On a list of essentials, espresso and chocolate rank somewhere close to food and shelter. So, I was delighted to have found the "Pony Espresso" downtown - but even more delighted to have stayed at Legends West with my golden retriever among the eclectic variety of cowboy paraphernalia while being tutored by some of America's finest Plein air painters of today.

Plein Air Painters of America

A MEMORY --- It was the fall of 2002, Sangha, my golden retriever, and I packed ourselves in the 4x4 and headed off for a road trip to Colorado. I, to paint with a group from the Plein Air Painters of America, and Sangha to play with the Plein Air Painters of America.

We had been on the road for awhile, having left northern California. We pulled off 70E at a rest stop, and we happened by surprise upon this blaze of Utah autumn hues while hiking around a rocky outcropping. A vendor was selling tacky leather crafts while Sangha and I took pleasure in visiting with the weary eastbound travelers. Then off we went, crossing the rain-soaked terrain.

It's summer's last hurrah when colors go darker, deeper, more delicious entirely. As here, in the raisin-hued mud. The mountains are as intriguing in texture as a Braque collage. As rich in red wine hues as a Caravaggio. Its a stunning tour-de-force joining as one. A radiantly conceived landscape, both jubilant and restful, like an abstract painting, mingled hues of charcoal, mocha, and golden taupe chart the land. It tells the tale of transformation, of change wrought deep within the earth.

As the rain poured, I could see a mountain transforming before my eyes! Rock and water mixed to form a soup mixture, and it roared down the mountain with such force- I know by tomorrow the mountain will have transformed tremendously. And the lightning! What a bonus. Like the lime in my Corona, it's all the little extras that make life enjoyable. On our approach to Grand Junction, Colorado, I was thinking to myself, Henny Penny might have been right about the sky falling. I knew skies like this existed in Van Gogh's paintings, but I didn't know they were for real. Swirls dark and light mingled together above the searching lightning rods. It was like some higher power above stirring, sending feelers down to connect with the earth.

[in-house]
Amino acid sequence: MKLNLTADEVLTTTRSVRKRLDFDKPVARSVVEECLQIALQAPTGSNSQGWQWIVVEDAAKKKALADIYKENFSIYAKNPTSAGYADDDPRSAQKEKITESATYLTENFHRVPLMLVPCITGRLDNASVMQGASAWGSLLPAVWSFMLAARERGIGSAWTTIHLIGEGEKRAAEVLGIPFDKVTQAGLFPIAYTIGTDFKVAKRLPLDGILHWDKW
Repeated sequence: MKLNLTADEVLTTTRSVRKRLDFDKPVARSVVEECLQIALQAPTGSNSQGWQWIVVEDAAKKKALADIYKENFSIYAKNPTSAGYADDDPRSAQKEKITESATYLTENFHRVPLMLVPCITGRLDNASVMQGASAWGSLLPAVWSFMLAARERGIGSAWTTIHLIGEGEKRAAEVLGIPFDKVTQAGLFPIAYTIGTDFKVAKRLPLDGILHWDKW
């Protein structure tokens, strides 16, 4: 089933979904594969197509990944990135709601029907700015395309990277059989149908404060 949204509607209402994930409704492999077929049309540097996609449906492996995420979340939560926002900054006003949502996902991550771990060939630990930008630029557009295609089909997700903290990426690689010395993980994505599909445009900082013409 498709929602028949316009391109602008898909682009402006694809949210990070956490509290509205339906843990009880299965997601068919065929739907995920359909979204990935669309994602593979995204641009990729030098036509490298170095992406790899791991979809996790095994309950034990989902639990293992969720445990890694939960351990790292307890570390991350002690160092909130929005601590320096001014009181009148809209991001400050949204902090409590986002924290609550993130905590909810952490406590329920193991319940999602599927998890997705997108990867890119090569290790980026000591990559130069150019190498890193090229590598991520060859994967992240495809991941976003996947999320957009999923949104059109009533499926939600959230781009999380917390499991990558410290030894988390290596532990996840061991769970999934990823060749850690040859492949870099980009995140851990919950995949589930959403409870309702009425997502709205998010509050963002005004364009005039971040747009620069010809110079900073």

At last, Sangha and I arrived Winter Park. It was more beautiful than I had imagined. Imagine Moroccan tiles patterned with vivid squares woven in intricate geometrics that glow in a tamarind soft sage and hibiscus. It's like a dark, sultry purr... one great spill of color. Like tongues of a flame, a thicket of leaves in hues of pumpkin, burgundy and deep red, are exuberantly welcoming autumn. Deep in the backcountry, the late-day sun slanted into a hidden ravine. The cascading stream shone as golden as the precious flakes and nuggets hidden in the river's sands.

After the PAPA orientation, I went up to the cabin to settle down for the night. And I watched in awe as the full September moon rose- a vermilion sphere in the coloring sky.

On my first day of the workshop, I spent the afternoon studying with George Strickland. He did a nice little demo- a real jewel. He worked methodically and kept a dialogue with the 15 or so of us. He likes to call neutrals, "greys." And he provided a good explanation of why a "grey" is not "carbon black" mixed with "titanium white." Joseph Mendez uses the term, "color neutral," same difference. I think I prefer the term "color neutral." There is something of the language that can affect the way I approach painting. It helps me to remember that there are neutrals in nature, but there is always color in those neutrals.

I lit a fire in the fireplace to warm my chilled feet. Twice earlier in the day, it rained on me. Do you know that feeling of having your back warmed- just inches from the fire? It's as comforting as a bowl of oatmeal and cream on a storm-tossed evening. Do you know that feeling of settling down with your favorite dog-eared book? Well, I feel the same feeling when I'm lugging around my weathered easel looking for the next subject. That easel casts the same kind of spell- it's been on countless trips, blustering days and cozy sun baths. Infused with the color of turning trees, pumpkin patches, and full-bodied merlot, here the start of autumn takes a form one can cozy up to.